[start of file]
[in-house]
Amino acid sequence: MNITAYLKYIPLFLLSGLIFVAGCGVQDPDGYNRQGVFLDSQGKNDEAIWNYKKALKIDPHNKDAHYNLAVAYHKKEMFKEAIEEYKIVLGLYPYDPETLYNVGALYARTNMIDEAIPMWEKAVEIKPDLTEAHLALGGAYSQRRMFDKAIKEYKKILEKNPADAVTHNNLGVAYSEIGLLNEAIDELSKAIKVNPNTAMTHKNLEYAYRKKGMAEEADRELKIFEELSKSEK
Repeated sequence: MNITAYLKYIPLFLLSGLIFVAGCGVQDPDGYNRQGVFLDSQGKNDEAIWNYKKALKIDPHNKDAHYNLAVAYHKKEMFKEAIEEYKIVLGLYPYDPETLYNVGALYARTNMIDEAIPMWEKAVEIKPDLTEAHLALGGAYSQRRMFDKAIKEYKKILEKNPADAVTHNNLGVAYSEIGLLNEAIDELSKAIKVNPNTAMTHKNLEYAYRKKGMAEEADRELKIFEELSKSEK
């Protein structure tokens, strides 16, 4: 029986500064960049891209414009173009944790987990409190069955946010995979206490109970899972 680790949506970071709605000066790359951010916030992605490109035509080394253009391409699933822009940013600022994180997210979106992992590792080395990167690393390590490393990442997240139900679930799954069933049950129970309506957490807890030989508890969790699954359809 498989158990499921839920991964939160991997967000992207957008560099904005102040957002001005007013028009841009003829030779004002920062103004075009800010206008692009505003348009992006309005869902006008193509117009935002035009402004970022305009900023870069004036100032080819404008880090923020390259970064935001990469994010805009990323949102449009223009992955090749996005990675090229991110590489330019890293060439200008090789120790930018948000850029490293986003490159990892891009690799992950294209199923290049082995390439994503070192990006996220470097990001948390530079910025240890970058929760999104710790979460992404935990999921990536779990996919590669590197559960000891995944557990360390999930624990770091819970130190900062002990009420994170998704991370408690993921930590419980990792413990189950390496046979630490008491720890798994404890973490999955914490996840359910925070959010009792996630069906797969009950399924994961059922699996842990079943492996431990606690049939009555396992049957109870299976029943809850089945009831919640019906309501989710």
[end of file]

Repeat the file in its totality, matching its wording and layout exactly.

[in-house]
Amino acid sequence: MNITAYLKYIPLFLLSGLIFVAGCGVQDPDGYNRQGVFLDSQGKNDEAIWNYKKALKIDPHNKDAHYNLAVAYHKKEMFKEAIEEYKIVLGLYPYDPETLYNVGALYARTNMIDEAIPMWEKAVEIKPDLTEAHLALGGAYSQRRMFDKAIKEYKKILEKNPADAVTHNNLGVAYSEIGLLNEAIDELSKAIKVNPNTAMTHKNLEYAYRKKGMAEEADRELKIFEELSKSEK
Repeated sequence: MNITAYLKYIPLFLLSGLIFVAGCGVQDPDGYNRQGVFLDSQGKNDEAIWNYKKALKIDPHNKDAHYNLAVAYHKKEMFKEAIEEYKIVLGLYPYDPETLYNVGALYARTNMIDEAIPMWEKAVEIKPDLTEAHLALGGAYSQRRMFDKAIKEYKKILEKNPADAVTHNNLGVAYSEIGLLNEAIDELSKAIKVNPNTAMTHKNLEYAYRKKGMAEEADRELKIFEELSKSEK
């Protein structure tokens, strides 16, 4: 029986500064960049891209414009173009944790987990409190069955946010995979206490109970899972 680790949506970071709605000066790359951010916030992605490109035509080394253009391409699933822009940013600022994180997210979106992992590792080395990167690393390590490393990442997240139900679930799954069933049950129970309506957490807890030989508890969790699954359809 498989158990499921839920991964939160991997967000992207957008560099904005102040957002001005007013028009841009003829030779004002920062103004075009800010206008692009505003348009992006309005869902006008193509117009935002035009402004970022305009900023870069004036100032080819404008880090923020390259970064935001990469994010805009990323949102449009223009992955090749996005990675090229991110590489330019890293060439200008090789120790930018948000850029490293986003490159990892891009690799992950294209199923290049082995390439994503070192990006996220470097990001948390530079910025240890970058929760999104710790979460992404935990999921990536779990996919590669590197559960000891995944557990360390999930624990770091819970130190900062002990009420994170998704991370408690993921930590419980990792413990189950390496046979630490008491720890798994404890973490999955914490996840359910925070959010009792996630069906797969009950399924994961059922699996842990079943492996431990606690049939009555396992049957109870299976029943809850089945009831919640019906309501989710």